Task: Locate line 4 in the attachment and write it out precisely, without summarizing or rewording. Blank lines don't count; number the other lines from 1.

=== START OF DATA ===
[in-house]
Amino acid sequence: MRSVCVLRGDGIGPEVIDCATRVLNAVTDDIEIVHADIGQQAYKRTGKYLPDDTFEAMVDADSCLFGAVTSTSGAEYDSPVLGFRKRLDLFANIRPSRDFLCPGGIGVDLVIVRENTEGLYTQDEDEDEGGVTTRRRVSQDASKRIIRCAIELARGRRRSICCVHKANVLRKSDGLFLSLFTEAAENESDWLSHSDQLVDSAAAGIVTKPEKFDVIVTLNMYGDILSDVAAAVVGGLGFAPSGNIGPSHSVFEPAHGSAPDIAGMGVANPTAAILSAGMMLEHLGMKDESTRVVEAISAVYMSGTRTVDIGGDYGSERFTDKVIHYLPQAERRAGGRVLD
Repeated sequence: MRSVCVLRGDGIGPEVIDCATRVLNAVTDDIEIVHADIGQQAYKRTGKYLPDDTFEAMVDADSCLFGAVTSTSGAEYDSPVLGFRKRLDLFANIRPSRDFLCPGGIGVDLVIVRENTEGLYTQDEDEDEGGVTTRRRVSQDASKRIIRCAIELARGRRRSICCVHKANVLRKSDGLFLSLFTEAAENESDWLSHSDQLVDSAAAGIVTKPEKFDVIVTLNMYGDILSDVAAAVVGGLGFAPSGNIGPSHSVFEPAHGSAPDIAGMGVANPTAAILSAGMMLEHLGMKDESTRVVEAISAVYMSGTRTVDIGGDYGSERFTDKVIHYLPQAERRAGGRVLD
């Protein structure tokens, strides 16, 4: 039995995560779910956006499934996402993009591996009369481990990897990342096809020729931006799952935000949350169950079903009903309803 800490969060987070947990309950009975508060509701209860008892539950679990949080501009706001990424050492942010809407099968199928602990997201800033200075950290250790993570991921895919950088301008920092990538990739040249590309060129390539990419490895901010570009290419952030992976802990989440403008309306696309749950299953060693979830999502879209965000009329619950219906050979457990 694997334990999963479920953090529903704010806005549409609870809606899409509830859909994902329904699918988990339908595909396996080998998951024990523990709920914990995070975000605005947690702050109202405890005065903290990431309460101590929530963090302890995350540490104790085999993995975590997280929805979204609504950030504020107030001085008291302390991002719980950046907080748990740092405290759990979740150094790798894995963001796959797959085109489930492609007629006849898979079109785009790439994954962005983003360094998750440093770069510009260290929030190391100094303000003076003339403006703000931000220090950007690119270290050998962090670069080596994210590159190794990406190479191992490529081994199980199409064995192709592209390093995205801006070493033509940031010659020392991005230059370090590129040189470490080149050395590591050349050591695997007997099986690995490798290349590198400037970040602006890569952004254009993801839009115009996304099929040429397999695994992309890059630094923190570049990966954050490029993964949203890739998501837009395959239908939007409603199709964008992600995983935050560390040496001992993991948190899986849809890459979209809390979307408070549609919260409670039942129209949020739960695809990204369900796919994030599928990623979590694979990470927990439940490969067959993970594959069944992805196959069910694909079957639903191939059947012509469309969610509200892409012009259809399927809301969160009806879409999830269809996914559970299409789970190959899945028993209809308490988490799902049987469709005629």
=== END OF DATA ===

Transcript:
């Protein structure tokens, strides 16, 4: 039995995560779910956006499934996402993009591996009369481990990897990342096809020729931006799952935000949350169950079903009903309803 800490969060987070947990309950009975508060509701209860008892539950679990949080501009706001990424050492942010809407099968199928602990997201800033200075950290250790993570991921895919950088301008920092990538990739040249590309060129390539990419490895901010570009290419952030992976802990989440403008309306696309749950299953060693979830999502879209965000009329619950219906050979457990 694997334990999963479920953090529903704010806005549409609870809606899409509830859909994902329904699918988990339908595909396996080998998951024990523990709920914990995070975000605005947690702050109202405890005065903290990431309460101590929530963090302890995350540490104790085999993995975590997280929805979204609504950030504020107030001085008291302390991002719980950046907080748990740092405290759990979740150094790798894995963001796959797959085109489930492609007629006849898979079109785009790439994954962005983003360094998750440093770069510009260290929030190391100094303000003076003339403006703000931000220090950007690119270290050998962090670069080596994210590159190794990406190479191992490529081994199980199409064995192709592209390093995205801006070493033509940031010659020392991005230059370090590129040189470490080149050395590591050349050591695997007997099986690995490798290349590198400037970040602006890569952004254009993801839009115009996304099929040429397999695994992309890059630094923190570049990966954050490029993964949203890739998501837009395959239908939007409603199709964008992600995983935050560390040496001992993991948190899986849809890459979209809390979307408070549609919260409670039942129209949020739960695809990204369900796919994030599928990623979590694979990470927990439940490969067959993970594959069944992805196959069910694909079957639903191939059947012509469309969610509200892409012009259809399927809301969160009806879409999830269809996914559970299409789970190959899945028993209809308490988490799902049987469709005629």